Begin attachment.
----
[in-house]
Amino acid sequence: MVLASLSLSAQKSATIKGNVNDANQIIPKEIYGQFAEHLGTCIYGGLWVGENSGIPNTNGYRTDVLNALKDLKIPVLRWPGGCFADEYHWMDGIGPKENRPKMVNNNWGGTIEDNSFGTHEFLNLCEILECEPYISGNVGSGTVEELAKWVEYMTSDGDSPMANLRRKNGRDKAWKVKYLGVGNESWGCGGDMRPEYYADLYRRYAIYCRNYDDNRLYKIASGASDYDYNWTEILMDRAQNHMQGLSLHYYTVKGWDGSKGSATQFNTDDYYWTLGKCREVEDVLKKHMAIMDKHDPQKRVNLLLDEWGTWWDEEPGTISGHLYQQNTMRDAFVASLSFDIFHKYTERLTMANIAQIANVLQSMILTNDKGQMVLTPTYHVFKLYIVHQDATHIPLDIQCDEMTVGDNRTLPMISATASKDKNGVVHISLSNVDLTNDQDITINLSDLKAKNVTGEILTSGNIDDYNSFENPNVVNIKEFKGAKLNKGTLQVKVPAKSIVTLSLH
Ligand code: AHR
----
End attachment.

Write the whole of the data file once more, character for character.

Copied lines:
[in-house]
Amino acid sequence: MVLASLSLSAQKSATIKGNVNDANQIIPKEIYGQFAEHLGTCIYGGLWVGENSGIPNTNGYRTDVLNALKDLKIPVLRWPGGCFADEYHWMDGIGPKENRPKMVNNNWGGTIEDNSFGTHEFLNLCEILECEPYISGNVGSGTVEELAKWVEYMTSDGDSPMANLRRKNGRDKAWKVKYLGVGNESWGCGGDMRPEYYADLYRRYAIYCRNYDDNRLYKIASGASDYDYNWTEILMDRAQNHMQGLSLHYYTVKGWDGSKGSATQFNTDDYYWTLGKCREVEDVLKKHMAIMDKHDPQKRVNLLLDEWGTWWDEEPGTISGHLYQQNTMRDAFVASLSFDIFHKYTERLTMANIAQIANVLQSMILTNDKGQMVLTPTYHVFKLYIVHQDATHIPLDIQCDEMTVGDNRTLPMISATASKDKNGVVHISLSNVDLTNDQDITINLSDLKAKNVTGEILTSGNIDDYNSFENPNVVNIKEFKGAKLNKGTLQVKVPAKSIVTLSLH
Ligand code: AHR